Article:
- The Washington Times - Tuesday, September 9, 2008

Rep. Paul E. Kanjorski is bucking the national trend this year - not exactly welcome news for his campaign.

A 12-term Democratic incumbent in a Democratic district in a Democratic year, the 71-year-old Mr. Kanjorski should be coasting to victory in Pennsylvania’s 11th District, the historic heart of the state’s coal country. But tightening polls, national handicappers and wads of money pouring in from both the Republican and Democratic national parties all suggest that Hazleton Mayor Lou Barletta, the Republican challenger, has made a real race of it.

“This is going to be a very heavily contested race, on both sides,” said Ken Spain, press secretary for the National Republican Congressional Committee (NRCC). “We see a long a protracted battle, which has to be bad news for an incumbent like Kanjorski.”

Mr. Barletta, who earned national attention by enacting a tough ordinance against illegal immigrants as mayor, said in an interview that the race is close in part because “I am the ‘change candidate’ in this contest.”

Mr. Kanjorski “has been in Washington 24 years. He can hardly argue now that he is part of the solution to fixing what’s wrong there,” Mr. Barletta said.

In a congressional electoral landscape in which the Republicans mostly are playing defense, the Kanjorski-Barletta race presents a rare Republican target of opportunity.

Mr. Barletta lost to Mr. Kanjorski in 2002, but held the Democrat to 56 percent - the lowest victory margin in his 12 races. Mr. Kanjorski won his 2006 race over a poorly funded Republican opponent by 44 percentage points, and was not seen as vulnerable in the early handicapping of the 2008 race.

But James Pindell, managing editor of Politicker.com, earlier this month rated the election a tossup. The Cook Political Report last month moved the race from “leans Democratic” to a tie, noting that the closeness of the race is “cutting against the national grain in a few ways.”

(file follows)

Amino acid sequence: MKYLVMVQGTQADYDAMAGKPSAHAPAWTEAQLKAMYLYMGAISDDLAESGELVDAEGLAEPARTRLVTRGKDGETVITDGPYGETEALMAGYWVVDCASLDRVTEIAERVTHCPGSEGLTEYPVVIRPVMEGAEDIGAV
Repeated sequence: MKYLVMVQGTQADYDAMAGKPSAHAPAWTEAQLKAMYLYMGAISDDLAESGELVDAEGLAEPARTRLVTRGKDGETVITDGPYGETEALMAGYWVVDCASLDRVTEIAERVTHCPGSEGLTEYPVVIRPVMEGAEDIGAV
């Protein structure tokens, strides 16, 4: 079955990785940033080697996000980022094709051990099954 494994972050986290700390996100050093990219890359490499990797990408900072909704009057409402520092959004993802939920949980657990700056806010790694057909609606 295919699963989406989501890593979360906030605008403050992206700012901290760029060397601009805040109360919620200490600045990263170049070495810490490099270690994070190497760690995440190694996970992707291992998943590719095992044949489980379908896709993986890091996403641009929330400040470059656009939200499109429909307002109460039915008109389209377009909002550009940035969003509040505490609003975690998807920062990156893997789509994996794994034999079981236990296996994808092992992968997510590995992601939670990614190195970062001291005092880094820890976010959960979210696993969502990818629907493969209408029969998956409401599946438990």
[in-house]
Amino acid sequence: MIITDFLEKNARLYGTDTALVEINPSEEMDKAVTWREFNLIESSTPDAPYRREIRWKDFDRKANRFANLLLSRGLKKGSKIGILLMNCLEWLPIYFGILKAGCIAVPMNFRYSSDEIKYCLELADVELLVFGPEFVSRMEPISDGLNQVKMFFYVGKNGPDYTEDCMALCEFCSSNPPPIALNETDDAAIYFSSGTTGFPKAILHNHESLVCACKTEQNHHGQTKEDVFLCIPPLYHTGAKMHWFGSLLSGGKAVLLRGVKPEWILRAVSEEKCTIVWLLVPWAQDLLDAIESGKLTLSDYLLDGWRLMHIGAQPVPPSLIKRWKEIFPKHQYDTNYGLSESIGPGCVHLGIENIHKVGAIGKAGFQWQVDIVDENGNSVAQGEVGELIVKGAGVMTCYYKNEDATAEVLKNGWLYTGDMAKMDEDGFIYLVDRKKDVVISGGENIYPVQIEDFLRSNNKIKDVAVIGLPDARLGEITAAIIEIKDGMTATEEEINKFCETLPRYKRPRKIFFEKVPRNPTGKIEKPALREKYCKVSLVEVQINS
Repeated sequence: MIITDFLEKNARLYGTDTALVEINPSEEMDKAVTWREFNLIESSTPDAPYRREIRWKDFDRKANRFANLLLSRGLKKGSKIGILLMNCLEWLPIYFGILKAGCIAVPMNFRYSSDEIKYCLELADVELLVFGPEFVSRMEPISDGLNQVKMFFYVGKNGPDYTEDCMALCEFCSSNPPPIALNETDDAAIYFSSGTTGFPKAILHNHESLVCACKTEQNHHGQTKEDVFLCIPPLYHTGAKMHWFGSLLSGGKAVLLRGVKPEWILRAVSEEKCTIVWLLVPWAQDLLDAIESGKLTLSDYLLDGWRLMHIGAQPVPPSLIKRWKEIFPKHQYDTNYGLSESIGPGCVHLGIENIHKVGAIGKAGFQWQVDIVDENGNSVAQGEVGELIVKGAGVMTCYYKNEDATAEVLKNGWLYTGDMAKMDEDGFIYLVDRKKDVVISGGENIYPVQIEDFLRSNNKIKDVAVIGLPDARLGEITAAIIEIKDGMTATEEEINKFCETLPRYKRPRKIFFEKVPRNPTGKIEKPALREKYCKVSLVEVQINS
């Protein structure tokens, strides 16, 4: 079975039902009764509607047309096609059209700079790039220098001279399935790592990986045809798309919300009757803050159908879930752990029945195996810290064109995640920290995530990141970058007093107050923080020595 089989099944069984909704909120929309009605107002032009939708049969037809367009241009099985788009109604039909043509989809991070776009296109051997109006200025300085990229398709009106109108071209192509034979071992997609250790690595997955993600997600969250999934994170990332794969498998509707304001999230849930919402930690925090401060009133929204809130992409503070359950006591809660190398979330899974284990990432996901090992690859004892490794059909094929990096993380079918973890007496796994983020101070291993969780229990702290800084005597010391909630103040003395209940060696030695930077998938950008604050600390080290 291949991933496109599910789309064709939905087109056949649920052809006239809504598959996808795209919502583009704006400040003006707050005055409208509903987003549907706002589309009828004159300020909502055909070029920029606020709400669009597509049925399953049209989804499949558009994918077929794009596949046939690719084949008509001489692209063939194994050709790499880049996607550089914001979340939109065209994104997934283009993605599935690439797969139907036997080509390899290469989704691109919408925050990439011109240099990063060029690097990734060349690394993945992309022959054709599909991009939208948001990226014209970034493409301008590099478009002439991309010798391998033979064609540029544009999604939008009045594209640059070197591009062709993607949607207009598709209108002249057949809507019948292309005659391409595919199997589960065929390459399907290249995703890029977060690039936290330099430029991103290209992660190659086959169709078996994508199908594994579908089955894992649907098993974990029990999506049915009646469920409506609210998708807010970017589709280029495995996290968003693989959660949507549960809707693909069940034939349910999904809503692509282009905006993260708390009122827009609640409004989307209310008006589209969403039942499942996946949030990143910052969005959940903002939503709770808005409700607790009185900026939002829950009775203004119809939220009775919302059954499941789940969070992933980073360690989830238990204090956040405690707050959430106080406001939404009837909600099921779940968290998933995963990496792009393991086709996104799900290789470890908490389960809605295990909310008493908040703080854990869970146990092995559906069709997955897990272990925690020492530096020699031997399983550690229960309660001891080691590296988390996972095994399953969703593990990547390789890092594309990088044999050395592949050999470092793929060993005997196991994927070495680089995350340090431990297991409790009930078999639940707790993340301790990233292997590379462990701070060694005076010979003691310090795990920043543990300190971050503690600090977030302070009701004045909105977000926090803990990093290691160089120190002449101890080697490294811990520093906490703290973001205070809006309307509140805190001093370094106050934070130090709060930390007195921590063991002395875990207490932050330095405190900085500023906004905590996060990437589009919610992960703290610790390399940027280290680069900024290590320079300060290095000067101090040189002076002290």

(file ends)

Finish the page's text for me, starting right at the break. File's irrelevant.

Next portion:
Ed Mitchell, campaign spokesman for Mr. Kanjorski, dismissed suggestions the incumbent is in trouble. He maintained that the political buzz surrounding the race is based on a single internal poll commissioned by the Barletta campaign giving the Republican a four-point lead, 45 percent to 41 percent.

“We don’t share our own polls, but I can tell you we are very pleased where we are at right now,” Mr. Mitchell said. “We still have a cash advantage, we’re strong on television advertising, and we’ve got an opponent who’s at odds with the district on such issues as the minimum wage, energy prices, the war in Iraq and his support for President Bush.”

He argued that television ads by Mr. Barletta and the NRCC attacking Mr. Kanjorski running in the district are proof the race isn’t as close as Republicans say.

“If they were in such good shape, why are they being so negative?” he said. “They should be riding their horse home.”

Carrie James, northeast regional press secretary for the Democratic Congressional Campaign Committee, said the party “has the resources to be extremely aggressive in a number of districts,” including the Pennsylvania race.

But Mr. Kanjorski appears vulnerable on a front where incumbents typically shine - bringing home the bacon.

A Barletta ad hammers Mr. Kanjorski for a much-criticized $10 million earmark that went to a high-tech company owned in part by his relatives, a company that eventually went bankrupt.

An office development backed by Mr. Kanjorski as a centerpiece for development in his hometown of Nanticoke has also proven an embarrassing white elephant.

“The office complex, which Democrats now probably wish was never named the ‘Kanjorski Center,’ has been vacant since 2005,” according to an analysis by Cook Political Report congressional analyst David Wasserman.

Analysts say the unwillingness of the Kanjorski campaign to release its polls and the interest shown by the national Democratic Party in the race both point to a very close contest in November.

Mr. Kanjorski retains a sizable funding advantage over his rival, but Republicans counter that Mr. Barletta already is well known in the district from his 2002 House race and from the national profile he earned from his illegal immigration stands. With Scranton and Wilkes-Barre the two major cities in the district, ad budgets are not nearly as hefty as in more expensive media markets.

“He can out-spend me, because of his ties to the Washington special interests,” Mr. Barletta said. “But I’m getting money from all 50 states and have enough support in the district to be heard. He’s the 24-year incumbent. He shouldn’t be having to get all this outside help just to preserve his job.”

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